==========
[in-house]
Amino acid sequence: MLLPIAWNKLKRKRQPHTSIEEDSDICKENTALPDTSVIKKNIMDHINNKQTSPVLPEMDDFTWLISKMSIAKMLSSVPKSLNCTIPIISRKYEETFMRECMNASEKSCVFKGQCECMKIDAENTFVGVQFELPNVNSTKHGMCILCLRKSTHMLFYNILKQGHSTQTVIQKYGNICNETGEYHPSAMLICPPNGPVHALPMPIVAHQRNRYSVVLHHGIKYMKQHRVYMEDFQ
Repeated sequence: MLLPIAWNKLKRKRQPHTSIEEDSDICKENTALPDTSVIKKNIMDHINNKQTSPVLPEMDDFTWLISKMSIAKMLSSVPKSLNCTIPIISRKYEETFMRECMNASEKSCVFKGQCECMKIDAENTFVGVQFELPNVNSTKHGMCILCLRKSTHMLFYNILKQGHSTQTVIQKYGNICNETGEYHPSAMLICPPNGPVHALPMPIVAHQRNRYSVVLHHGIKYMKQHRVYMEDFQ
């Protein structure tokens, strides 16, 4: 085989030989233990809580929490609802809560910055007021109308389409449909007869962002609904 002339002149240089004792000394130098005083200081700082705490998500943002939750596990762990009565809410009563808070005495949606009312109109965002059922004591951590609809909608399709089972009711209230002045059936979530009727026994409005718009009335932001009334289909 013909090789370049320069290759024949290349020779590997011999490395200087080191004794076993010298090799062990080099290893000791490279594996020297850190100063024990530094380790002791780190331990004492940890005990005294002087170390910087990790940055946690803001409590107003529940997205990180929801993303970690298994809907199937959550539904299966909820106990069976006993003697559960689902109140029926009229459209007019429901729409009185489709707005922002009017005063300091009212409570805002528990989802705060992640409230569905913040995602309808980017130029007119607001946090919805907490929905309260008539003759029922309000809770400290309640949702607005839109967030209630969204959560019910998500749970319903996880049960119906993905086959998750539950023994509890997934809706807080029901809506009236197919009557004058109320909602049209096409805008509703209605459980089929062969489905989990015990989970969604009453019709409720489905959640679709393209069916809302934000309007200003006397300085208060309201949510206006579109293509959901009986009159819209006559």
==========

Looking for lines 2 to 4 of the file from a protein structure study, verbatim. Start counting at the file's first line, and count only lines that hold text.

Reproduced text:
Amino acid sequence: MLLPIAWNKLKRKRQPHTSIEEDSDICKENTALPDTSVIKKNIMDHINNKQTSPVLPEMDDFTWLISKMSIAKMLSSVPKSLNCTIPIISRKYEETFMRECMNASEKSCVFKGQCECMKIDAENTFVGVQFELPNVNSTKHGMCILCLRKSTHMLFYNILKQGHSTQTVIQKYGNICNETGEYHPSAMLICPPNGPVHALPMPIVAHQRNRYSVVLHHGIKYMKQHRVYMEDFQ
Repeated sequence: MLLPIAWNKLKRKRQPHTSIEEDSDICKENTALPDTSVIKKNIMDHINNKQTSPVLPEMDDFTWLISKMSIAKMLSSVPKSLNCTIPIISRKYEETFMRECMNASEKSCVFKGQCECMKIDAENTFVGVQFELPNVNSTKHGMCILCLRKSTHMLFYNILKQGHSTQTVIQKYGNICNETGEYHPSAMLICPPNGPVHALPMPIVAHQRNRYSVVLHHGIKYMKQHRVYMEDFQ
């Protein structure tokens, strides 16, 4: 085989030989233990809580929490609802809560910055007021109308389409449909007869962002609904 002339002149240089004792000394130098005083200081700082705490998500943002939750596990762990009565809410009563808070005495949606009312109109965002059922004591951590609809909608399709089972009711209230002045059936979530009727026994409005718009009335932001009334289909 013909090789370049320069290759024949290349020779590997011999490395200087080191004794076993010298090799062990080099290893000791490279594996020297850190100063024990530094380790002791780190331990004492940890005990005294002087170390910087990790940055946690803001409590107003529940997205990180929801993303970690298994809907199937959550539904299966909820106990069976006993003697559960689902109140029926009229459209007019429901729409009185489709707005922002009017005063300091009212409570805002528990989802705060992640409230569905913040995602309808980017130029007119607001946090919805907490929905309260008539003759029922309000809770400290309640949702607005839109967030209630969204959560019910998500749970319903996880049960119906993905086959998750539950023994509890997934809706807080029901809506009236197919009557004058109320909602049209096409805008509703209605459980089929062969489905989990015990989970969604009453019709409720489905959640679709393209069916809302934000309007200003006397300085208060309201949510206006579109293509959901009986009159819209006559």